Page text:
A company operated by a man claiming to be Satoshi Nakamoto, the pseudonymous author of the white paper 'Bitcoin: A Peer-to-Peer Electronic Cash System', has had service of its claim form set aside in proceedings concerning bitcoin said to be worth approximately £3 billion.
Although the judgment arises out of a jurisdiction challenge, rather than a full trial on the merits of the case, it raises important issues about the recourse that bitcoin owners have if private keys are lost, and provides some interesting insights into the approach of the English courts in the developing area of cryptoasset disputes.
Background to the claim
In the claim, the claimant company asserts that it is the owner of bitcoin worth approximately £3 billion, but that it lost control of those assets as a result of a hack on the computer of its England-based CEO, during which the private keys necessary to access and control the bitcoin were taken.
The claimant claims that the defendants are the core developers or controllers of the software of four relevant digital asset networks and, as such, have the ability to assist the claimant in regaining control of its bitcoin. It seeks a declaration that it owns the relevant assets, and argues that the defendants owe the claimant fiduciary or tortious duties to assist it in regaining control of the bitcoin, which it says they could easily do through deployment of a software patch.
None of the defendants are based in England, and so the claimant obtained permission to serve the proceedings out of the jurisdiction. Most of the defendants challenged the English court's jurisdiction to hear the dispute. While a significant number of factual issues are in dispute (including the ownership of the assets, whether a hack occurred, and whether the defendants in fact control the networks and can take the steps the claimant seeks) those are yet to be determined.
Background – Permission to Serve Proceedings out of the Jurisdiction
In brief, when determining whether permission should be (or have been) granted to serve proceedings out of the jurisdiction, the claimant must satisfy the court that:
- There is a serious issue to be tried (a question of fact or law) which has a real prospect of success;
- There is a good arguable case that the claim falls within one of the specified procedural "gateways" which allow the claim to be served out of the jurisdiction; and
- England is the appropriate forum for trial of the dispute; and the court ought to exercise its discretion to permit service out of the jurisdiction.
In this article, we focus on some of the key findings of interest in the context of cryptoasset disputes.
Serious issue to be tried?
In her judgment, Mrs Justice Falk was satisfied that there were factual disputes as to the ownership of the bitcoin and whether the alleged hack occurred, and that these were serious issues to be tried. It has already been established in other cases before the English courts that cryptoassets such as bitcoin are property which will be protected in this jurisdiction (see further below).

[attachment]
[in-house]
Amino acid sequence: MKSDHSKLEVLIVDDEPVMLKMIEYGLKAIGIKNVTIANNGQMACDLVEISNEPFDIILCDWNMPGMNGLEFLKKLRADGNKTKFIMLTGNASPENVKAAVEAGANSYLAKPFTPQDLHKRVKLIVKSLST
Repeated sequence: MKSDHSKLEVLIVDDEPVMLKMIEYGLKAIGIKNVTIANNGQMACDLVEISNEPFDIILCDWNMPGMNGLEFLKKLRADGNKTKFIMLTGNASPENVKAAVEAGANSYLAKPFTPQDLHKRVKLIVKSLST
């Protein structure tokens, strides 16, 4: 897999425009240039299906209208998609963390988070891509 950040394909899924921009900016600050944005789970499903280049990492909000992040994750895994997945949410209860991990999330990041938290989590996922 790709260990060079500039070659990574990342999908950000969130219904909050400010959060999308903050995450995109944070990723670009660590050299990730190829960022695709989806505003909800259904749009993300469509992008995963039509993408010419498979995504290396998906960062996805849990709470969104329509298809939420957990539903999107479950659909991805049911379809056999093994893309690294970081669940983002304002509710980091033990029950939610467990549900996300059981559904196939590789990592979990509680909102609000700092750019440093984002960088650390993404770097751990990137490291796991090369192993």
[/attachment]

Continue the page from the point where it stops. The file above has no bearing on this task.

However, "even assuming that the (heavily disputed) facts were all decided in [the claimant's] favour", she found it was not seriously arguable that the defendants owed the claimant fiduciary or tortious duties to assist in regaining access to and control of those assets when the claimant's private keys were lost or stolen.
A fiduciary relationship entails undertaking an obligation of loyalty, by which the fiduciary will act only in the interest of his or her principal, and not adverse to those interests.
The judge noted that the defining characteristic of a fiduciary relationship is the obligation of undivided loyalty, but the steps the claimant was asking the defendants to take would be for its benefit alone, not for the benefit of other users. Indeed, she noted (at  – ) that what the claimant was seeking for its benefit was arguably contrary to the fundamental expectations of other bitcoin users:
"It is uncontroversial that a fundamental feature of the Networks… is that digital assets are transferred through the use of private keys. [The Claimant] effectively seeks to bypass that. There must be a real risk that acceding to [the claimant's] demands would not be consistent with a duty of single-minded loyalty owed to other users… some users may not agree that a system change that allowed digital assets to be accessed and controlled without the relevant private keys, contrary to their understanding of how the system is intended to operate, accords with their interests"
In the circumstances, she found it was not seriously arguable that the defendants owed the claimant a fiduciary duty.
The claimant also argued the defendants were in breach of a tortious duty of care for failing to include safeguards in the software against third party fraud, or a means for those who have lost private keys to access their assets.
As a matter of law, the judge noted that there were established categories of duty of care, and that these should be developed only incrementally, by analogy with the existing categories. Given that the claimant's alleged loss was also purely economic, the court would only impose a duty of care if there was a special relationship between claimant and defendant, or an assumption of responsibility on the part of the defendants. These are longstanding principles, being considered and applied in a very new scenario. The judge did not consider it realistically arguable that the requisite special relationship existed between the claimant and defendants to found a duty of care.
Further, even if such a special relationship did exist, in the judge's view there were additional considerations which would make the imposition of a duty of care unworkable:
- First, the nature of digital assets means that the duty of care proposed by the claimant would be owed to an unknown and potentially unlimited class of users – there would be no real restriction on the number of persons who may lose their private keys or have them stolen;